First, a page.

It’s no secret that Internal Family Systems (IFS) sessions are an investment. If you’re going to invest time and money into your healing and growth, it’s a smart idea to focus on the topics that will help you most.
Recognizing the power of IFS
Have you ever seen someone who spends a lot on a powerful sports car—but only uses it to pick up groceries? While not technically wrong, keeping a powerful vehicle constrained to menial tasks prevents us from seeing its true power. IFS is the same way.
Internal Family Systems has found application in nearly every part of life: anxious insecurity (my work), depression, anxiety, addiction, trauma work, chronic pain, couples work, even psychedelics. This model can tackle virtually anything. But if you want to get the most for your time and effort, you need to identify how it can best serve you.
The Bottom Line Up Front
If you want the most out of your IFS sessions, focus on the biggest emotional pain that has consistently prevented you from living as yourself.
This can take many forms: believing you’re not deserving of love, feeling worthless, feeling invisible, believing you’re not “enough,” living in constant self-criticism, struggling in relationships, feeling like you have a black hole inside you, etc. These are deep, sticky issues that many spend lifetimes trying to fix. IFS offers a new way out. You can stop running in circles and heal these wounds once and for all.
Many struggle to take this step, and for good reason. While not an exhaustive list, I’ve routinely found three major roadblocks to this path: loss of hope, fear of intense feelings, and shame.
IFS Session Roadblock 1: “It’s hopeless; there’s nothing I can do”
This usually happens when someone is fighting an old wound that has been with them for years, often decades. Feeling like we’re never “enough,” having low self-trust, believing we’re not deserving of love, and more are common players here.
Clients with low hope often have a “one foot in, one foot out” approach to the work. While some of their parts might be excited about the work, most aren’t sold. From their point of view, there’s little reason to hope. “We’ve tried to deal with this for years,” they might say. “Why should we try something that’s probably going to fail? Why have hope?”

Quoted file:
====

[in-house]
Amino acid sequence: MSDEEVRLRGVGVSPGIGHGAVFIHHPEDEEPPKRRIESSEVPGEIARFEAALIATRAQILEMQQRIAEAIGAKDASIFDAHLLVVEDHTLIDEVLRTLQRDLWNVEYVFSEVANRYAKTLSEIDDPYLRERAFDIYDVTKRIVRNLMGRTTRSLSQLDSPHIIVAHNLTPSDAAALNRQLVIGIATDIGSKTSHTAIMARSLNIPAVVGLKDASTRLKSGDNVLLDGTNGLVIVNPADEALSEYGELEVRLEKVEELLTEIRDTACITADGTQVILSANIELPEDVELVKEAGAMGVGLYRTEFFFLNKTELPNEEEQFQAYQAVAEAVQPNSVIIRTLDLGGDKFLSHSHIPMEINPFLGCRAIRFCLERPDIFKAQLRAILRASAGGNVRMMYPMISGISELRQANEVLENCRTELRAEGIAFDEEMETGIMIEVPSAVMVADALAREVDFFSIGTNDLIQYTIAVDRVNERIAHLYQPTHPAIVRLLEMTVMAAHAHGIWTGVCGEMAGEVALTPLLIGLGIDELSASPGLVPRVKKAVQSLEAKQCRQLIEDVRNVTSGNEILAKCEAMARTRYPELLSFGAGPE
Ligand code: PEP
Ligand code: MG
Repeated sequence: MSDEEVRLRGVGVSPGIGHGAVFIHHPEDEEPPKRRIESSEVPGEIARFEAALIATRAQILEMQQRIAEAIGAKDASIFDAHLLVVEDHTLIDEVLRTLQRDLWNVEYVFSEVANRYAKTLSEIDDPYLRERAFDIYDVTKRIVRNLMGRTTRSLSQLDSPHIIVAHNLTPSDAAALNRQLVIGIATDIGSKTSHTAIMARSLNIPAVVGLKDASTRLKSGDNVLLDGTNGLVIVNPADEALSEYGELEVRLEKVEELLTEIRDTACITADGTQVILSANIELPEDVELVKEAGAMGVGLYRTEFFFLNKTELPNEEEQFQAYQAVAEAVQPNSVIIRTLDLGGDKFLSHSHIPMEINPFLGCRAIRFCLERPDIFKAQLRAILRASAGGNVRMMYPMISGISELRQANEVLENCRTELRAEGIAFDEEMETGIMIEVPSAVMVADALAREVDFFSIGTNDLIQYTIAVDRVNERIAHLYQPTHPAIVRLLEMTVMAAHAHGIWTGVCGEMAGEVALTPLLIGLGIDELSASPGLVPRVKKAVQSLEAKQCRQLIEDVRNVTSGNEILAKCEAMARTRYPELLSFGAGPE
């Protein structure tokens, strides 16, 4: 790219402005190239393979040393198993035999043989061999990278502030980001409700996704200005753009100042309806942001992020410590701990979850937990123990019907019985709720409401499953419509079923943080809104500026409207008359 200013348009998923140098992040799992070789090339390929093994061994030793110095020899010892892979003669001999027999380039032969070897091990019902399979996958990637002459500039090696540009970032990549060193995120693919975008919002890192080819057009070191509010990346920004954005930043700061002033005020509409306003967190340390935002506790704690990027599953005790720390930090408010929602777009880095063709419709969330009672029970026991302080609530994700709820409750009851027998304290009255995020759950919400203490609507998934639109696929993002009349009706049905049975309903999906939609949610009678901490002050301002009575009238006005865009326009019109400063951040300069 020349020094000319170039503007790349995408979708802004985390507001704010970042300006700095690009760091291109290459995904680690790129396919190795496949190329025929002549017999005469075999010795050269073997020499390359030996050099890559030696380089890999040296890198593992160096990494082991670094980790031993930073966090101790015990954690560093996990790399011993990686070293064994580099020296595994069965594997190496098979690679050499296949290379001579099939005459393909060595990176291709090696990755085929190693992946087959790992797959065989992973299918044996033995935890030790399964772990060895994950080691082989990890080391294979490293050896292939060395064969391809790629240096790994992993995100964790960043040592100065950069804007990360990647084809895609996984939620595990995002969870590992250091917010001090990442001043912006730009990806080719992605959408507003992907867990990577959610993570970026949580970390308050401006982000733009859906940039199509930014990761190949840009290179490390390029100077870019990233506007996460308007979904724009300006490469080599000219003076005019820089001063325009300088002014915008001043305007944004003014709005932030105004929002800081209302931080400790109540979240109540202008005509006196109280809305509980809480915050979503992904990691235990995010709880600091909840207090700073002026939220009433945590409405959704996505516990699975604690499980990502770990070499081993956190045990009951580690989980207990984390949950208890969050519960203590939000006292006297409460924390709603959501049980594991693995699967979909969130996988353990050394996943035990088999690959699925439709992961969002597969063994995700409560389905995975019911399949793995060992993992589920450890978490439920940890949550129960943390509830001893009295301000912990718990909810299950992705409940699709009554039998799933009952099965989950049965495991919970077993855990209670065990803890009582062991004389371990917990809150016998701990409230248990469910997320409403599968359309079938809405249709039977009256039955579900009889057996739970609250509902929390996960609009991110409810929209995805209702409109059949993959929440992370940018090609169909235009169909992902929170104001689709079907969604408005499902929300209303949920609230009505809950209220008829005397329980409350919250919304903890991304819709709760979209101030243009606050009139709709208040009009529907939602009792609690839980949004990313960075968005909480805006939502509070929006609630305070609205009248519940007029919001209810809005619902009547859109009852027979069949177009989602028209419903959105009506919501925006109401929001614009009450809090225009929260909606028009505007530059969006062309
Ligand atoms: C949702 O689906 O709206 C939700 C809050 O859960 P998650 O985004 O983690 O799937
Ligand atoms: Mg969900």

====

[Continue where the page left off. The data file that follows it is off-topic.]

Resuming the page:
Feeling hopeless must be discussed with your IFS practitioner. Failure to do so is one of the most common reasons people quit before they have the chance to heal. Admitting you’re hesitant won’t be seen as insulting. These parts need time and attention too. After all, you feel hopeless for a reason. We want to know why.
Exploring feelings of hopelessness allows us to work with these struggling parts instead of against them. Hearing their concerns and modifying the work allows us to build confidence and trust. Hope often returns in small doses, bit by bit, which allows us to do more and dig deeper. Over time, we can eventually tackle those major issues that were previously blocked off.
IFS Session Roadblock 2: Fear of emotional overwhelm
Even if we logically believe we can create change, fear of our own feelings can hold us back. Some feel like there’s a dam inside them holding everything back. If a single drop of water gets out, everything will come crashing down.
The IFS model is built to prevent this. Taking things in a slow, step-by-step approach allows us to keep things contained and within acceptable levels of emotional tolerance. Once clients learn how to connect with their innate Self—the calm, confident, and grounded state of being that we all have access to—this fear of overwhelm vanishes. We no longer fear our feelings because they can’t hurt us. No matter what comes forward, we feel at peace within.